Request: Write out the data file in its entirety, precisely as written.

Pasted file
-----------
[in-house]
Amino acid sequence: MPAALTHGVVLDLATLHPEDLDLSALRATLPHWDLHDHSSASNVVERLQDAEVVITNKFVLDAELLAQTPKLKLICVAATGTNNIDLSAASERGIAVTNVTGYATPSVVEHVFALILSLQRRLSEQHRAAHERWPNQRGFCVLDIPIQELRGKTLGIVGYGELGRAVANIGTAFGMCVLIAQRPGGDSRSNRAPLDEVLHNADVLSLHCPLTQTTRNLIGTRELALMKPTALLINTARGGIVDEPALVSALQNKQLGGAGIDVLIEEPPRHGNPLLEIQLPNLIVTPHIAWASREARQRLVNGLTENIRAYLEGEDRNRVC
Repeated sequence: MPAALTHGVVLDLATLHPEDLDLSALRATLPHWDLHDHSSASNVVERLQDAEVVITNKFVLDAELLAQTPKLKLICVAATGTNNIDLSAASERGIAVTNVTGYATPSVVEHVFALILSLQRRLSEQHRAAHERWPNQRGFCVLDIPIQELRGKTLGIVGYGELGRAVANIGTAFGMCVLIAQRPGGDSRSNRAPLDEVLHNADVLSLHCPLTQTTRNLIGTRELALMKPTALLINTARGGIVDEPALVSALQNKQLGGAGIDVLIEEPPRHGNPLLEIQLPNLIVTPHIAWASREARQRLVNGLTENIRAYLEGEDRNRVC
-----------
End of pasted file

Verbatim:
[in-house]
Amino acid sequence: MPAALTHGVVLDLATLHPEDLDLSALRATLPHWDLHDHSSASNVVERLQDAEVVITNKFVLDAELLAQTPKLKLICVAATGTNNIDLSAASERGIAVTNVTGYATPSVVEHVFALILSLQRRLSEQHRAAHERWPNQRGFCVLDIPIQELRGKTLGIVGYGELGRAVANIGTAFGMCVLIAQRPGGDSRSNRAPLDEVLHNADVLSLHCPLTQTTRNLIGTRELALMKPTALLINTARGGIVDEPALVSALQNKQLGGAGIDVLIEEPPRHGNPLLEIQLPNLIVTPHIAWASREARQRLVNGLTENIRAYLEGEDRNRVC
Repeated sequence: MPAALTHGVVLDLATLHPEDLDLSALRATLPHWDLHDHSSASNVVERLQDAEVVITNKFVLDAELLAQTPKLKLICVAATGTNNIDLSAASERGIAVTNVTGYATPSVVEHVFALILSLQRRLSEQHRAAHERWPNQRGFCVLDIPIQELRGKTLGIVGYGELGRAVANIGTAFGMCVLIAQRPGGDSRSNRAPLDEVLHNADVLSLHCPLTQTTRNLIGTRELALMKPTALLINTARGGIVDEPALVSALQNKQLGGAGIDVLIEEPPRHGNPLLEIQLPNLIVTPHIAWASREARQRLVNGLTENIRAYLEGEDRNRVC